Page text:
ventricle of memory, nourished in the womb Nath. Sir, he hath never fed of the dain. of pia mater; and deliver'd upon the mel. ties that are bred in a book; he hath not eat lowing of occasion : But the gift is good in paper, as it were; he hath not drunk ink : those in whom it is acute, and I am thankful his intellect is not replenis ed; he is only an for it. animal, only sensible in the duller parts; Nath. Sir, I praise the Lord for you; and And such barren plants are set before us, that so may my parisbioners; for their sons are we thankful should be

well tutor d by you, and their daughters pro(Which we of taste and feeling are) for those fit very greatly under yon : you are a good

parts that do fructify in us inore than he. member of the commonwealth. For as it would ill become me to be vain, in- Hol. Mehercle, if their sons be ingenious, discreet, or a fool,

they shall want no instruction: if their daughSo, were there a patch + set on learning, to ters be capable, I will pnt it to them : But, vir see him in a school:

supit, qui pauca loquitur: a soul feminine But, omne bene, say I; being of an old fa- saluteth us. ther's mind,

(the wind, Enter JAQUENETTA and COSTARD. Many can brook the weather, that love not Jaq. God give you good morrow, master Dull. You two are book-men: Can you person. tell by your wit,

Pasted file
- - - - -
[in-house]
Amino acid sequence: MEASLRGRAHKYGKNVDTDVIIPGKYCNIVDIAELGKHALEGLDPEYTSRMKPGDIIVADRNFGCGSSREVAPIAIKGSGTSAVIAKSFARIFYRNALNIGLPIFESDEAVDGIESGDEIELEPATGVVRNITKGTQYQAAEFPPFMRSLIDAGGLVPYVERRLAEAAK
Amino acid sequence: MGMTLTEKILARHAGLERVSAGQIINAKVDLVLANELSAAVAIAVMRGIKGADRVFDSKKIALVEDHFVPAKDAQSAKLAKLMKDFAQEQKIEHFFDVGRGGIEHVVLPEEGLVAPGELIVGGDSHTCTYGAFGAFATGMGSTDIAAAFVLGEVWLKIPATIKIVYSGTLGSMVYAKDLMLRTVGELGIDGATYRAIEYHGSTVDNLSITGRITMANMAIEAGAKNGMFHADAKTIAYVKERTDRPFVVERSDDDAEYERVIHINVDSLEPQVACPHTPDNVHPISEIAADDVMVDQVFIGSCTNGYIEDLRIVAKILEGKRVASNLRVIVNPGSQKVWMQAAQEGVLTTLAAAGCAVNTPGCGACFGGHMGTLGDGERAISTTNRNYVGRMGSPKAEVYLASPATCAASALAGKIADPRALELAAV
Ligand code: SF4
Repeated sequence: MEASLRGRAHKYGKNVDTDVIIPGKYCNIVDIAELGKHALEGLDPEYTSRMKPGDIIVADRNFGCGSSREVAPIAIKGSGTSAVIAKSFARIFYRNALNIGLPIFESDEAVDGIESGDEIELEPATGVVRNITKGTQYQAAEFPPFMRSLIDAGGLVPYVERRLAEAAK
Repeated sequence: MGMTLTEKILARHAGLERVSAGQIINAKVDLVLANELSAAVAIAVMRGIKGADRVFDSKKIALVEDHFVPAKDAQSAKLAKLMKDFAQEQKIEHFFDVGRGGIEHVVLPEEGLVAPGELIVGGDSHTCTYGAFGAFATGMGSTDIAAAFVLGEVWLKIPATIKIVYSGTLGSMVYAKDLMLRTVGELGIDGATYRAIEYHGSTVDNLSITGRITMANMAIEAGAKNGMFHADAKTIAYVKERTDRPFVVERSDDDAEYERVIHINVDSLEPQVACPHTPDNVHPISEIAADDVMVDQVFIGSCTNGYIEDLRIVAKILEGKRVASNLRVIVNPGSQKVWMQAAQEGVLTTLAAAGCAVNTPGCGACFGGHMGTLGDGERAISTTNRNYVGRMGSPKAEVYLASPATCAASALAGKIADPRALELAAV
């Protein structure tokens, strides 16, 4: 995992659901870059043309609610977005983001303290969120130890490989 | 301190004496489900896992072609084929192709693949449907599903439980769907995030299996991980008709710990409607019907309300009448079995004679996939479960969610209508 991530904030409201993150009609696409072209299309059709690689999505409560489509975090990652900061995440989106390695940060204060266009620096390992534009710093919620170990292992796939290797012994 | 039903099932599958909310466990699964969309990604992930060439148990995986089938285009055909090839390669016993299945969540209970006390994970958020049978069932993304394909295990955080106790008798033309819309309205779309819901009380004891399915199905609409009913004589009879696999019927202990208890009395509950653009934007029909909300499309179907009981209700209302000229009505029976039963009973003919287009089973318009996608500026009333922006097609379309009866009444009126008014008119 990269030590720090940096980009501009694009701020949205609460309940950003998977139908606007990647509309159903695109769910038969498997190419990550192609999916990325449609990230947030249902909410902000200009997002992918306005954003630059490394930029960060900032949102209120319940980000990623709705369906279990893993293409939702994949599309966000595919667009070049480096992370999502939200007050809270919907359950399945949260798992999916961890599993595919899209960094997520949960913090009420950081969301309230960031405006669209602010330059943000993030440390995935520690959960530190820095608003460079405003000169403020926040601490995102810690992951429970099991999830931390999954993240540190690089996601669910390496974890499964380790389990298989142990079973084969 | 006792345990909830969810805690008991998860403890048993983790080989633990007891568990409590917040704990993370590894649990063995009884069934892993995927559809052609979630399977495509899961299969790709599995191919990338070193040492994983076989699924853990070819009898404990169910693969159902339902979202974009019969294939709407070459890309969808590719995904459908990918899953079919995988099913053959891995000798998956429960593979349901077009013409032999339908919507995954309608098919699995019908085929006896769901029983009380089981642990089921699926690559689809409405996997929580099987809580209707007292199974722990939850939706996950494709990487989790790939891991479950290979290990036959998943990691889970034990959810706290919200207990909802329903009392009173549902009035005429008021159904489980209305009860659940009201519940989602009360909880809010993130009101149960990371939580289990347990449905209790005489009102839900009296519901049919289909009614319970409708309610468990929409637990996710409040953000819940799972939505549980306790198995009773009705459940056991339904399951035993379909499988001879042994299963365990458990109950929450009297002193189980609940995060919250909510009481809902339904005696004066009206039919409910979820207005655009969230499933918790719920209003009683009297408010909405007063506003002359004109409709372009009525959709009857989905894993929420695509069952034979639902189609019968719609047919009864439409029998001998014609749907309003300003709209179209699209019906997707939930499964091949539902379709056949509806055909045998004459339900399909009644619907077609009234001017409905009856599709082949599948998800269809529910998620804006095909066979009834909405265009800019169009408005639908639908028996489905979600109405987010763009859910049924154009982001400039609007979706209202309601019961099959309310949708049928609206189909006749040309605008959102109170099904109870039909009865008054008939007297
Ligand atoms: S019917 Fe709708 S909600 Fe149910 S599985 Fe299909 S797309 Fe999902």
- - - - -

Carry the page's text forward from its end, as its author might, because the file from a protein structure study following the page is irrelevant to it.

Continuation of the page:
Hol. Master person,-quasi pers-on. And What was a month old at Cain's birth, that's if one should be pierced, which is the one ? not five weeks old as yet?

Cost. Marry, master schoolmaster, he that Hol. Dictyona, good man Dull; Dictynna, is likest to a hogshead. good man Dull.

Hol. Of piercing a hogshead! a good lustre Dull. What is Dictynna ?

of conceit in a turf of earth; fire enough for a Nath. A title to Phæbe, 'to Luna, to the fint, pearl enough for a swine: 'tis pretty; it

(Adam was no more; is well. Hol. The moon was a month old, when Jaq. Good master parson, be so good as And ranght I not 10 five weeks, when he came read me this letter; it was given me by Cos to fivescore.

tard, and sent me from Don Armatho : I be. The allusion holds in the exchange.